India deployed hundreds of police and paramilitary forces at a New Delhi border on Saturday as thousands of farmers from neighbouring states blocked major roads into the capital, in protest against recent agricultural deregulation.
A day after clashes ended with an agreement that the farmers could demonstrate in the capital, tensions rose again in the protests over laws that farmers fear could rob them of minimum guaranteed prices for their produce.
Farmers who arrived in trucks, buses and tractors at Delhi's Singhu border with Haryana on Friday, blocked the main northern highway into the capital on Saturday morning, chanting slogans against Prime Minister Narendra Modi's government and waved the red, yellow and green flags of farmer's unions.
They appeared ready for a long sit-in and refused to relocate to a designated protest site, raising fears of fresh clashes between security forces and protesters.
On Friday, police fired tear gas and water cannons to disperse the protesters before letting them march into the capital and stage a protest at a designated site.
Both security forces and farmers have installed barricades to prevent a repeat of Friday's clashes.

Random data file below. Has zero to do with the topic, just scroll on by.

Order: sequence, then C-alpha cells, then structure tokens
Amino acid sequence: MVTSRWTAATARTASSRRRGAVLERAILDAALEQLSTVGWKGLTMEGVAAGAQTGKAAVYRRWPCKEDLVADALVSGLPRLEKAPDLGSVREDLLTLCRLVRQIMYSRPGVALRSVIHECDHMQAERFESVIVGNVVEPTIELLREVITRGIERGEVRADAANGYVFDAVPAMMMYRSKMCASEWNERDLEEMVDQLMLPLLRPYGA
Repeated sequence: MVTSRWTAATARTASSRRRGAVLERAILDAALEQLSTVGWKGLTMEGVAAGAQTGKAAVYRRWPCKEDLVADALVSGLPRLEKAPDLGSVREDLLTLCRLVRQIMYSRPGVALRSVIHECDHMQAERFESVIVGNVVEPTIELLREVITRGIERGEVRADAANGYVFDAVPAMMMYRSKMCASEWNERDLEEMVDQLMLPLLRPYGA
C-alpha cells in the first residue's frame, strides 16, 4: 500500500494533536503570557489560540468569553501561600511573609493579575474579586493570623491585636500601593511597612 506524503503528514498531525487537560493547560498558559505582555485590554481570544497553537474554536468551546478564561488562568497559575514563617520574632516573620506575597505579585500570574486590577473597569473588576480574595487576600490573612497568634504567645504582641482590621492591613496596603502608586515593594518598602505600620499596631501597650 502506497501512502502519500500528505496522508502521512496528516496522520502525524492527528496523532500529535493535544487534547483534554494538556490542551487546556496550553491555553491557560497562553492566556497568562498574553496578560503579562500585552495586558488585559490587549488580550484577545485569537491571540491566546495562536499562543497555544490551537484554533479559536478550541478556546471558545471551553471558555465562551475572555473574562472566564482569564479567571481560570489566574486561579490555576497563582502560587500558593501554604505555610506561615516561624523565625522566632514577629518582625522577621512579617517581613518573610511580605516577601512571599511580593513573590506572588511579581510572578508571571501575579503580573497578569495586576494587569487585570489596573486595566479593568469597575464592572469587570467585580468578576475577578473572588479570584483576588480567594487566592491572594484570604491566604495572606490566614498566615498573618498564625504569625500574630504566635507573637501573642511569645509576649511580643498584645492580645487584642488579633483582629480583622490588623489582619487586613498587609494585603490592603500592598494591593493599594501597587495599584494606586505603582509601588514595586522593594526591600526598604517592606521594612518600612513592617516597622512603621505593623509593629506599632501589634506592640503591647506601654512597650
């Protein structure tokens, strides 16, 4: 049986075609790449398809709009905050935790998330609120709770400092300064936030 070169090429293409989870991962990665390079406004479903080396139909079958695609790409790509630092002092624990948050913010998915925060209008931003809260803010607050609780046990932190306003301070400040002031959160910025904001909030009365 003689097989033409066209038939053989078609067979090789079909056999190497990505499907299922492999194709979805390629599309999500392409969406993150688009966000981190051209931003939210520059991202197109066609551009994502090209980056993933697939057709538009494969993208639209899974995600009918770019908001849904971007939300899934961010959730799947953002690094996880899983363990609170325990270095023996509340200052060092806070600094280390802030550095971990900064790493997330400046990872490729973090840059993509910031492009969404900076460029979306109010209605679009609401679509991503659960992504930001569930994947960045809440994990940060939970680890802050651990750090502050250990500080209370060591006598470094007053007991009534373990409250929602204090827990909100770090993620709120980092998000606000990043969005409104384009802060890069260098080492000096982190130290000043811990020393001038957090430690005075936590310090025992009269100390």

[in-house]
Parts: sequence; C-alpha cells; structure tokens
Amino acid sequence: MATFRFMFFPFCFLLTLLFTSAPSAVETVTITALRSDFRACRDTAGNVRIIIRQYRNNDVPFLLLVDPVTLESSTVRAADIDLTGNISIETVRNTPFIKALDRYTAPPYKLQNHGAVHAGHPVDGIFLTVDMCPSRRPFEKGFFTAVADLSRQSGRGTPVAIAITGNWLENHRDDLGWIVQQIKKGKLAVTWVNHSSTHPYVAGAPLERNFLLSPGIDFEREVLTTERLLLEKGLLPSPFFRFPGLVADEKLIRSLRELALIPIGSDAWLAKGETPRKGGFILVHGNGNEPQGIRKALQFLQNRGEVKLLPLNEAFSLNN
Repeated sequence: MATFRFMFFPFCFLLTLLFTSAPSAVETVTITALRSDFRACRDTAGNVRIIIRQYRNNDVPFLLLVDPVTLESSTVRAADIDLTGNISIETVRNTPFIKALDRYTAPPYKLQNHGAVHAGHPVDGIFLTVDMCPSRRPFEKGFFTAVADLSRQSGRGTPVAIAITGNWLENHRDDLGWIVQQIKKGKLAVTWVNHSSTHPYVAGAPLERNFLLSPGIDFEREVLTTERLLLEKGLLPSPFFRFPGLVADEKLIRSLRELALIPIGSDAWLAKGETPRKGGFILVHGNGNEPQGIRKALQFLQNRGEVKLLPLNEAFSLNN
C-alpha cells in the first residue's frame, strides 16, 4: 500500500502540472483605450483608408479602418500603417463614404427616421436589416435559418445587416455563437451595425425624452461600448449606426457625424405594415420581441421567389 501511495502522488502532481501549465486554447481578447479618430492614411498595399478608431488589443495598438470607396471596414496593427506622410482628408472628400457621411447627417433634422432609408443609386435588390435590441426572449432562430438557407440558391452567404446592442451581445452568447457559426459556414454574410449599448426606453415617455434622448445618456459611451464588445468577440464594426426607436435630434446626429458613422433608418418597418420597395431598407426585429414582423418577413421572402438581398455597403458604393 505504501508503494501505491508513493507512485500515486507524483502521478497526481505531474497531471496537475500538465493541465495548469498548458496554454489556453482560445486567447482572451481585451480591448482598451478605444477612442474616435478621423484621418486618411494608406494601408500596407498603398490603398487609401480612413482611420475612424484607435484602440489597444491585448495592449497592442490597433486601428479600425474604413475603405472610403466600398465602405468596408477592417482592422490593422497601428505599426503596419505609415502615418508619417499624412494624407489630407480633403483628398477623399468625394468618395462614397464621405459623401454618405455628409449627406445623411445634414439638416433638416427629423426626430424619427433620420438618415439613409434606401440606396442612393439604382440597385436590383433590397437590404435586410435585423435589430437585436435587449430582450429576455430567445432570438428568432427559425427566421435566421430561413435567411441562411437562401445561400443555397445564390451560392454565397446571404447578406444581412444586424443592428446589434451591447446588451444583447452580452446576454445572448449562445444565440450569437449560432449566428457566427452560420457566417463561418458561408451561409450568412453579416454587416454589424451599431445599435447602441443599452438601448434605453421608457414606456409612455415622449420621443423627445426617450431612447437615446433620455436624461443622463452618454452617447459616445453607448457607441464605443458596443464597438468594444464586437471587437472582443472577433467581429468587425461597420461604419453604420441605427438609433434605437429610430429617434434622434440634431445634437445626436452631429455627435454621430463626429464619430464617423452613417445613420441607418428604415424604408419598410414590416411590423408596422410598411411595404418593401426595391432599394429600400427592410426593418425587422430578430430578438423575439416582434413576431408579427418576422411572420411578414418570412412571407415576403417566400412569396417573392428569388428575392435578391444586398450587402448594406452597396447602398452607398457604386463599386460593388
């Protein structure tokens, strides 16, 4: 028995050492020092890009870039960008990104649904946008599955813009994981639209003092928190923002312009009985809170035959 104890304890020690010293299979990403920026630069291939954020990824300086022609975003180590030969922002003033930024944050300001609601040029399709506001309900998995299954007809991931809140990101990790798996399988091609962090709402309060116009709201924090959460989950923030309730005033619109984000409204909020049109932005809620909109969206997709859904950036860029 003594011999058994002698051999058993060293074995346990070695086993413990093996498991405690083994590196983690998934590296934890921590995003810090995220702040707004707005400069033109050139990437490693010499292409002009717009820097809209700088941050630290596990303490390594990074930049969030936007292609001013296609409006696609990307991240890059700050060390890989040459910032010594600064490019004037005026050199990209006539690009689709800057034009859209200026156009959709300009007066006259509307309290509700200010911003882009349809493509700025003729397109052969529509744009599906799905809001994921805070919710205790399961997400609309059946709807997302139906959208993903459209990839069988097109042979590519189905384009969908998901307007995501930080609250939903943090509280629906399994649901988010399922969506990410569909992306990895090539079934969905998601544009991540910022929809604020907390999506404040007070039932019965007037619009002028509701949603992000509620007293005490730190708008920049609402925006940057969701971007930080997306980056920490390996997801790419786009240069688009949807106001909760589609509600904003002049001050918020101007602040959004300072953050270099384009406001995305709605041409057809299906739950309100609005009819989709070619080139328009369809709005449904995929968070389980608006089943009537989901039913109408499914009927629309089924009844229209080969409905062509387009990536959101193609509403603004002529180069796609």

Harbhajan Singh, 75, from Amritsar in the major northern farming state of Punjab, said he and others were carrying provisions and were prepared to camp out.
"We have been harassed by the government. We want a special parliament session for withdrawal of the new farm laws," Singh said, adding he hopes farmers from other states will join the protests to pressure on the government.
Opposition Congress Party leader Rahul Gandhi also slammed the government.
"Our slogan was, 'Hail the Soldier, Hail the Farmer,' but today PM Modi's arrogance made the soldier stand against the farmer. This is very dangerous," Gandhi tweeted in reaction to a photo of a policeman attempting to hit a farmer with a baton.
Modi's laws, enacted in September, let farmers sell their produce anywhere, including to big corporate buyers like Walmart Inc, not just at government-regulated wholesale markets where growers are assured of a minimum procurement price.
But many small growers worry they will be left vulnerable to big business and could eventually lose the price supports for key staples such as wheat and rice.
The government says there is no plan to eliminate wholesale markets and that farmers have the choice of buyers. It hopes the deregulation attracts agricultural investment and fixes supply chains that lose one-fourth of India's produce to wastage.